Article

Bill halting wind farms stalled by MPPs

Tory MPP Bill Murdoch's resolution calling for a moratorium on new wind turbines in Ontario pending confirmation that there are no adverse health effects on humans stalled in the legislature. Murdoch said his resolution was drafted in response to concerns about wind power raised by hundreds of people in his riding and across the province. "I'm disappointed and where the people go from here I don't know," Murdoch said yesterday. "The government of the day has decided that they don't count by turning down my resolution."

TORONTO -- Tory MPP Bill Murdoch's resolution calling for a moratorium on new wind turbines in Ontario pending confirmation that there are no adverse health effects on humans stalled in the legislature.

Murdoch said his resolution was drafted in response to concerns about wind power raised by hundreds of people in his riding and across the province.

"I'm disappointed and where the people go from here I don't know," Murdoch said yesterday. "The government of the day has decided that they don't count by turning down my resolution."

The Ontario government shouldn't proceed with its ambitious wind energy plan until it gets the official green light from the chief medical officer of health, Murdoch said, adding people have a right to know if the wind turbines near their homes will make them sick.

Energy Minister George Smitherman said his government is paying close attention to the concerns that people are expressing regarding renewable energy and especially wind power.

The Ministry of Environment established a provincial minimum setback of 550 metres from the nearest homes, which is greater than the distances established so far by most municipalities.

"But we do think it's important to... more [truncated due to possible copyright]  

TORONTO -- Tory MPP Bill Murdoch's resolution calling for a moratorium on new wind turbines in Ontario pending confirmation that there are no adverse health effects on humans stalled in the legislature.

Murdoch said his resolution was drafted in response to concerns about wind power raised by hundreds of people in his riding and across the province.

"I'm disappointed and where the people go from here I don't know," Murdoch said yesterday. "The government of the day has decided that they don't count by turning down my resolution."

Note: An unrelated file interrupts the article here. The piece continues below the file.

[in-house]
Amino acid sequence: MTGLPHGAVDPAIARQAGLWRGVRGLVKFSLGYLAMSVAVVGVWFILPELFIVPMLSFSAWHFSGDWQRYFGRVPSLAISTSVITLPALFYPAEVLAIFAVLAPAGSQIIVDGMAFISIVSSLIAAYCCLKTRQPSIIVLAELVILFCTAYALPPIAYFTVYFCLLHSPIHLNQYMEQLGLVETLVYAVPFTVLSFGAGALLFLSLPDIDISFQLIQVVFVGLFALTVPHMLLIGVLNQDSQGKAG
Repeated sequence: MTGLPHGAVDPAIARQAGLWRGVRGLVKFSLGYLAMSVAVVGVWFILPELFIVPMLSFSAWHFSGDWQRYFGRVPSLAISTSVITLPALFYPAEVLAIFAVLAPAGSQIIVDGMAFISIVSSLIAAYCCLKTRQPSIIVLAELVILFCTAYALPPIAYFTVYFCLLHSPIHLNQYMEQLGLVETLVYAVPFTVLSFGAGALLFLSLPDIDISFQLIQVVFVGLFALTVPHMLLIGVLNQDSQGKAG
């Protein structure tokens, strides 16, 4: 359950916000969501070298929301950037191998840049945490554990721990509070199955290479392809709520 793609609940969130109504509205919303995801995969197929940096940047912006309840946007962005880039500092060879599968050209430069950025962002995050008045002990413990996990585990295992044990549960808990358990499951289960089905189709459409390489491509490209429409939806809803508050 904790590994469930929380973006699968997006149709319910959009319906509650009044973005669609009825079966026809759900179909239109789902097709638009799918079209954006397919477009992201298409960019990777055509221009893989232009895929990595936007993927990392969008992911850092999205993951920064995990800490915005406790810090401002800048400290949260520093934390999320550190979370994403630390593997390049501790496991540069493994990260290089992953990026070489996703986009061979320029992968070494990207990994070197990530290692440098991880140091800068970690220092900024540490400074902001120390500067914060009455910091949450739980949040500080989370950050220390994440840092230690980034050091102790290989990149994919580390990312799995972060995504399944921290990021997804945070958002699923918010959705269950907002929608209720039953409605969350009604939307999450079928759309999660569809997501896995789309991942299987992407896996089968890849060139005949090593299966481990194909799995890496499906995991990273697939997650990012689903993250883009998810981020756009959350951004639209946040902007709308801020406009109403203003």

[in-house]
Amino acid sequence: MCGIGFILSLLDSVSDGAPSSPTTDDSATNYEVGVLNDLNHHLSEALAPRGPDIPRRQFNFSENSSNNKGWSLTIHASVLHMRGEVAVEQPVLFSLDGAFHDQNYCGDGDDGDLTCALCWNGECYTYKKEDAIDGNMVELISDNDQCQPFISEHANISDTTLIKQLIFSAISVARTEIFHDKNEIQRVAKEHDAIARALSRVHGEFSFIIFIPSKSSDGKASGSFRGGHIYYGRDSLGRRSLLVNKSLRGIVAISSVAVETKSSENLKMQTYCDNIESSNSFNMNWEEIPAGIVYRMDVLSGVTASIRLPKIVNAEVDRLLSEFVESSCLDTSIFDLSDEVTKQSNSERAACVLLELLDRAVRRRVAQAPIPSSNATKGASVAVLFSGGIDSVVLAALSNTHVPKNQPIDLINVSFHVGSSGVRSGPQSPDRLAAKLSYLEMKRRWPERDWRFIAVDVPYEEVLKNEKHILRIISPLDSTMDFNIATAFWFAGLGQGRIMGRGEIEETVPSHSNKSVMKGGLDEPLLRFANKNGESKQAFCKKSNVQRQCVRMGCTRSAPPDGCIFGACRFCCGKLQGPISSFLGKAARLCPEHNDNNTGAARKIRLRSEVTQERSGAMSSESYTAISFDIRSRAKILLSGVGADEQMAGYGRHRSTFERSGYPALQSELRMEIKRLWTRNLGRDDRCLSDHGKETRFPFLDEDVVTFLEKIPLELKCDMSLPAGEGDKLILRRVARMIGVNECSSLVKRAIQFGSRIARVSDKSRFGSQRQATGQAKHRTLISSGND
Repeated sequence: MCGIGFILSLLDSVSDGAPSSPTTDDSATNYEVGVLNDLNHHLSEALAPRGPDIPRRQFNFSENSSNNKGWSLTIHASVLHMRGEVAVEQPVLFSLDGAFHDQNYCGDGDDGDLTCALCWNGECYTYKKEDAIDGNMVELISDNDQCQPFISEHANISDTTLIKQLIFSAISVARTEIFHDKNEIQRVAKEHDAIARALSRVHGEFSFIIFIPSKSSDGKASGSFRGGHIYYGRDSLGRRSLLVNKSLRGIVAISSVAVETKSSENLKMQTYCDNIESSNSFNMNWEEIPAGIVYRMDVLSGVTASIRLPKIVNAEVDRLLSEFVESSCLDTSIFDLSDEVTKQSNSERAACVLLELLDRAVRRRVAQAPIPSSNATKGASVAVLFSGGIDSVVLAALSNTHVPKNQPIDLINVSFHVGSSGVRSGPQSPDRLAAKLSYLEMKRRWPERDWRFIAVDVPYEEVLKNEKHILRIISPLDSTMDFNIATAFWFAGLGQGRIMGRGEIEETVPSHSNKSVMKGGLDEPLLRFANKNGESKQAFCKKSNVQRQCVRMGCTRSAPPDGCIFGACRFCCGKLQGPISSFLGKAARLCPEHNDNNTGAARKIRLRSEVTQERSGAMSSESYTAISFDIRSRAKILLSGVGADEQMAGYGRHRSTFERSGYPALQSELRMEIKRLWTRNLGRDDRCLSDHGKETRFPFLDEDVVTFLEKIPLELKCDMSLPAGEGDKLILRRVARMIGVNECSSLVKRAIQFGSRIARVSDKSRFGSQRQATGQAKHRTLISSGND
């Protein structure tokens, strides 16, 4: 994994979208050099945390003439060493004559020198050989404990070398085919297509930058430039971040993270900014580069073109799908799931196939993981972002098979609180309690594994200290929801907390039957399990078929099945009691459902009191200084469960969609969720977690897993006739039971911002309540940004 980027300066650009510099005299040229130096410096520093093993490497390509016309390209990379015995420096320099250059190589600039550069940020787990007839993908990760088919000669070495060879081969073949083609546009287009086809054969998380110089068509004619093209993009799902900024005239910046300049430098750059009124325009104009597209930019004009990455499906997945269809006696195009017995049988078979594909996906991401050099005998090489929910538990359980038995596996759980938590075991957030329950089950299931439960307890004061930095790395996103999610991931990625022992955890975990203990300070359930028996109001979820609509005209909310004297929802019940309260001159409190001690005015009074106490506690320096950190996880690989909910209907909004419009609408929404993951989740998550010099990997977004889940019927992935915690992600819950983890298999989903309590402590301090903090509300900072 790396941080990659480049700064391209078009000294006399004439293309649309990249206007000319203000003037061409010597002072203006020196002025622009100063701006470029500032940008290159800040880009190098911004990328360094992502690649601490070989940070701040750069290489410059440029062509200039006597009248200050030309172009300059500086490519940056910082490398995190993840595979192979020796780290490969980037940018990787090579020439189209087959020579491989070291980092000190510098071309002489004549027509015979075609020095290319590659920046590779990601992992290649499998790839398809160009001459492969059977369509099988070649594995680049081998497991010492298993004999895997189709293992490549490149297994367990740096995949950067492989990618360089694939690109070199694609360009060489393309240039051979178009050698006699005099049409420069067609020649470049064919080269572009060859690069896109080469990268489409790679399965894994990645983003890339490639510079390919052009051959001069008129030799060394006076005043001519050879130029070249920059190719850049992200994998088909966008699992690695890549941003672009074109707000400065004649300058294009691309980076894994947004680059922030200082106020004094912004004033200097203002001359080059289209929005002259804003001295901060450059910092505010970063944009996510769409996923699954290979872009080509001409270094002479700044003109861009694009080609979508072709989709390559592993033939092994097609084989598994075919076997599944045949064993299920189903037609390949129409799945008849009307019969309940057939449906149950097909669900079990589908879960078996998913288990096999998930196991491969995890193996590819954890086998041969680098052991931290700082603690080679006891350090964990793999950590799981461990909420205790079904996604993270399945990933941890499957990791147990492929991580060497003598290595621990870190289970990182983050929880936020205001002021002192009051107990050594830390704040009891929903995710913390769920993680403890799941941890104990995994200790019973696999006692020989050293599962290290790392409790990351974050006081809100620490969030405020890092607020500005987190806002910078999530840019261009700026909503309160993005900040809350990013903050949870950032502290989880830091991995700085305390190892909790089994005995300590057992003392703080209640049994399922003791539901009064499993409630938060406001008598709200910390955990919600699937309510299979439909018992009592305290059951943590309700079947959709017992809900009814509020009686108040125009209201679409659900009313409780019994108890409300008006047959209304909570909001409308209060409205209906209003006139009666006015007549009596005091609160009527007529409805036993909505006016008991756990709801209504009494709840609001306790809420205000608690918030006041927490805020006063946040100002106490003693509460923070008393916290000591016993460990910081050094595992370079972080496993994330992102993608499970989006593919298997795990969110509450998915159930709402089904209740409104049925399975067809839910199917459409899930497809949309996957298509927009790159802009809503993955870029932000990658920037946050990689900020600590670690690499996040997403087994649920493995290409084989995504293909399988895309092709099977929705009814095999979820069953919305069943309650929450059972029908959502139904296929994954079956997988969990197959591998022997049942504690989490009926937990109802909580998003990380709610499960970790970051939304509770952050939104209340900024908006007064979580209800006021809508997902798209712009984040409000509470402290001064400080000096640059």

The Ontario government shouldn't proceed with its ambitious wind energy plan until it gets the official green light from the chief medical officer of health, Murdoch said, adding people have a right to know if the wind turbines near their homes will make them sick.

Energy Minister George Smitherman said his government is paying close attention to the concerns that people are expressing regarding renewable energy and especially wind power.

The Ministry of Environment established a provincial minimum setback of 550 metres from the nearest homes, which is greater than the distances established so far by most municipalities.

"But we do think it's important to remain very, very aware of the notion of health concerns," Smitherman said. "And that's why right now the ministry of the environment is working with the Council of the Universities to establish a research chair in the issue of safety of renewable energy technologies so that we can continue to add to the body of knowledge that we have about reputed health effects."

Protesting outside Queen's Park yesterday was one group of citizens worried that setbacks for wind turbines established by the province aren't large enough to protect nearby residents from negative health impacts such as sleep deprivation and inner ear problems.

Lorrie Gillis, a resident of Grey Highlands near Collingwood, said at least 100 people in Ontario have filled out a survey indicating adverse reactions to existing wind turbines.

"There's an awful lot of people who are experiencing a great deal of difficulty and that's happening well beyond a kilometre setback," Gillis said. "What we need to do is an independent third party study to understand the effects that these turbines are having on people."

Smitherman said no wind project can move forward unless local landowners are prepared to make their property available.

"This is not the voice of the whole community; 50 or 60 people came here today," Smitherman said of the protesters.

Murdoch said the group may not have been large, but they are not alone in their views.

"It's not just a few, it seems to be a whole coalition across Ontario now," the Tory MPP said. "They can't all come to Toronto on a Thursday."


Source: http://www.lfpress.com/news...

OCT 30 2009
https://www.windaction.org/posts/22902-bill-halting-wind-farms-stalled-by-mpps
back to top